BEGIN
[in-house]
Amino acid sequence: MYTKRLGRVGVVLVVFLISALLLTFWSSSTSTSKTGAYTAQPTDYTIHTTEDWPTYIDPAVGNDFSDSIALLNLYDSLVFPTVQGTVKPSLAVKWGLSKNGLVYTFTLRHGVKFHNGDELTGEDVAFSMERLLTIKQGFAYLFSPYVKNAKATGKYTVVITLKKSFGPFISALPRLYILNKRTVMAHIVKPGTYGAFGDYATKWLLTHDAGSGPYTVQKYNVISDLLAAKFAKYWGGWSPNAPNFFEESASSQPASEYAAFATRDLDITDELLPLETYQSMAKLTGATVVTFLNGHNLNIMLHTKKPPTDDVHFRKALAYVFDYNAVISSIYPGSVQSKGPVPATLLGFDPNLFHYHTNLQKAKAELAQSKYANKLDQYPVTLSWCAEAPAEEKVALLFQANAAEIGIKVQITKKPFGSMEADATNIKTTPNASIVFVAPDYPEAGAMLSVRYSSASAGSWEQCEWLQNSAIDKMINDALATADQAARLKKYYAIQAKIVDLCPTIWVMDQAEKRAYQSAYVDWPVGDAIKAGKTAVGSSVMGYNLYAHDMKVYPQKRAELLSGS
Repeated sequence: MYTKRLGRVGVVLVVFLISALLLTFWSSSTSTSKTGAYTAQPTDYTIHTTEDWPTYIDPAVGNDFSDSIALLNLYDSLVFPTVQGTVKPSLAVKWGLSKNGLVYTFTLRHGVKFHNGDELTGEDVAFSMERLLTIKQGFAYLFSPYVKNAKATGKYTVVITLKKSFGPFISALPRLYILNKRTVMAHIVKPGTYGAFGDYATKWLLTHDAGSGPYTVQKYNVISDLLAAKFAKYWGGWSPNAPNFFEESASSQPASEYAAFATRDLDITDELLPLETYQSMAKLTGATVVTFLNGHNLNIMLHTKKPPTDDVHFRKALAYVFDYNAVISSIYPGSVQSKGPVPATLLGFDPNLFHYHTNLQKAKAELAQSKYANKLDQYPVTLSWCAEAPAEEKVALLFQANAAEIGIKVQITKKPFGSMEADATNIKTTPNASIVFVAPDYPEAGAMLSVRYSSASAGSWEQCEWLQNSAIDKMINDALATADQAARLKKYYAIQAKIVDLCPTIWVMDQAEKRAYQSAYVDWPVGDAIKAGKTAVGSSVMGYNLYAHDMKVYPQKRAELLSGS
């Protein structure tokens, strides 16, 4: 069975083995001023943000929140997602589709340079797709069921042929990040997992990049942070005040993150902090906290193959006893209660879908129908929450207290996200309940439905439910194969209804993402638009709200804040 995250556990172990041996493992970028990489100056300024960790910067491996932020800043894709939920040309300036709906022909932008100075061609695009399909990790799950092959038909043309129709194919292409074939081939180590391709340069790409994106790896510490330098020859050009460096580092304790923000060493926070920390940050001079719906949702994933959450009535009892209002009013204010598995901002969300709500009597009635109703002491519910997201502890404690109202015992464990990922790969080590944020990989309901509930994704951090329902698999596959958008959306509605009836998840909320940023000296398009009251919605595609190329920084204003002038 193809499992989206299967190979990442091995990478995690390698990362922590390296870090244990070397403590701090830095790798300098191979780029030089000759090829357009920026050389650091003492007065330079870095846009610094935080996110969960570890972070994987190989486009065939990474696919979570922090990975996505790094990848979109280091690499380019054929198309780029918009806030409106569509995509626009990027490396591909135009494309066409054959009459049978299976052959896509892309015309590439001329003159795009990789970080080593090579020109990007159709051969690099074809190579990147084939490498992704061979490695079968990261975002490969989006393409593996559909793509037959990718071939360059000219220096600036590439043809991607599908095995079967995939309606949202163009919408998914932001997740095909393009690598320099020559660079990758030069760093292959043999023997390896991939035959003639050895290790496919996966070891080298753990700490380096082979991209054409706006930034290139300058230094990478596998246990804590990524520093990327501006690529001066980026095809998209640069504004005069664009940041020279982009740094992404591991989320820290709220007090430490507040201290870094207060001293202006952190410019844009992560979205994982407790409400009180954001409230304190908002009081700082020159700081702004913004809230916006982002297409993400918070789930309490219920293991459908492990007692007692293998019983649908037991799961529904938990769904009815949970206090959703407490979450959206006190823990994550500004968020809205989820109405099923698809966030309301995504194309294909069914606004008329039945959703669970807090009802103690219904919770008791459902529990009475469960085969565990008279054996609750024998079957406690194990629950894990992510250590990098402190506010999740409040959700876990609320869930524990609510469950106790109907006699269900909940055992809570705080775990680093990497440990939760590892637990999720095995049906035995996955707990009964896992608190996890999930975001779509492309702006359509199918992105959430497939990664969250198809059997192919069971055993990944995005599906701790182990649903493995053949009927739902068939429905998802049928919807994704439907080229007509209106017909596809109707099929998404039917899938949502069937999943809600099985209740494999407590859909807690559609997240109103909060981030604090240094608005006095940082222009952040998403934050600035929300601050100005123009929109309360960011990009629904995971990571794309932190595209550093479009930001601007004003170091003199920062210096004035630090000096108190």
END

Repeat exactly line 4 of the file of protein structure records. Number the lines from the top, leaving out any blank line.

């Protein structure tokens, strides 16, 4: 069975083995001023943000929140997602589709340079797709069921042929990040997992990049942070005040993150902090906290193959006893209660879908129908929450207290996200309940439905439910194969209804993402638009709200804040 995250556990172990041996493992970028990489100056300024960790910067491996932020800043894709939920040309300036709906022909932008100075061609695009399909990790799950092959038909043309129709194919292409074939081939180590391709340069790409994106790896510490330098020859050009460096580092304790923000060493926070920390940050001079719906949702994933959450009535009892209002009013204010598995901002969300709500009597009635109703002491519910997201502890404690109202015992464990990922790969080590944020990989309901509930994704951090329902698999596959958008959306509605009836998840909320940023000296398009009251919605595609190329920084204003002038 193809499992989206299967190979990442091995990478995690390698990362922590390296870090244990070397403590701090830095790798300098191979780029030089000759090829357009920026050389650091003492007065330079870095846009610094935080996110969960570890972070994987190989486009065939990474696919979570922090990975996505790094990848979109280091690499380019054929198309780029918009806030409106569509995509626009990027490396591909135009494309066409054959009459049978299976052959896509892309015309590439001329003159795009990789970080080593090579020109990007159709051969690099074809190579990147084939490498992704061979490695079968990261975002490969989006393409593996559909793509037959990718071939360059000219220096600036590439043809991607599908095995079967995939309606949202163009919408998914932001997740095909393009690598320099020559660079990758030069760093292959043999023997390896991939035959003639050895290790496919996966070891080298753990700490380096082979991209054409706006930034290139300058230094990478596998246990804590990524520093990327501006690529001066980026095809998209640069504004005069664009940041020279982009740094992404591991989320820290709220007090430490507040201290870094207060001293202006952190410019844009992560979205994982407790409400009180954001409230304190908002009081700082020159700081702004913004809230916006982002297409993400918070789930309490219920293991459908492990007692007692293998019983649908037991799961529904938990769904009815949970206090959703407490979450959206006190823990994550500004968020809205989820109405099923698809966030309301995504194309294909069914606004008329039945959703669970807090009802103690219904919770008791459902529990009475469960085969565990008279054996609750024998079957406690194990629950894990992510250590990098402190506010999740409040959700876990609320869930524990609510469950106790109907006699269900909940055992809570705080775990680093990497440990939760590892637990999720095995049906035995996955707990009964896992608190996890999930975001779509492309702006359509199918992105959430497939990664969250198809059997192919069971055993990944995005599906701790182990649903493995053949009927739902068939429905998802049928919807994704439907080229007509209106017909596809109707099929998404039917899938949502069937999943809600099985209740494999407590859909807690559609997240109103909060981030604090240094608005006095940082222009952040998403934050600035929300601050100005123009929109309360960011990009629904995971990571794309932190595209550093479009930001601007004003170091003199920062210096004035630090000096108190």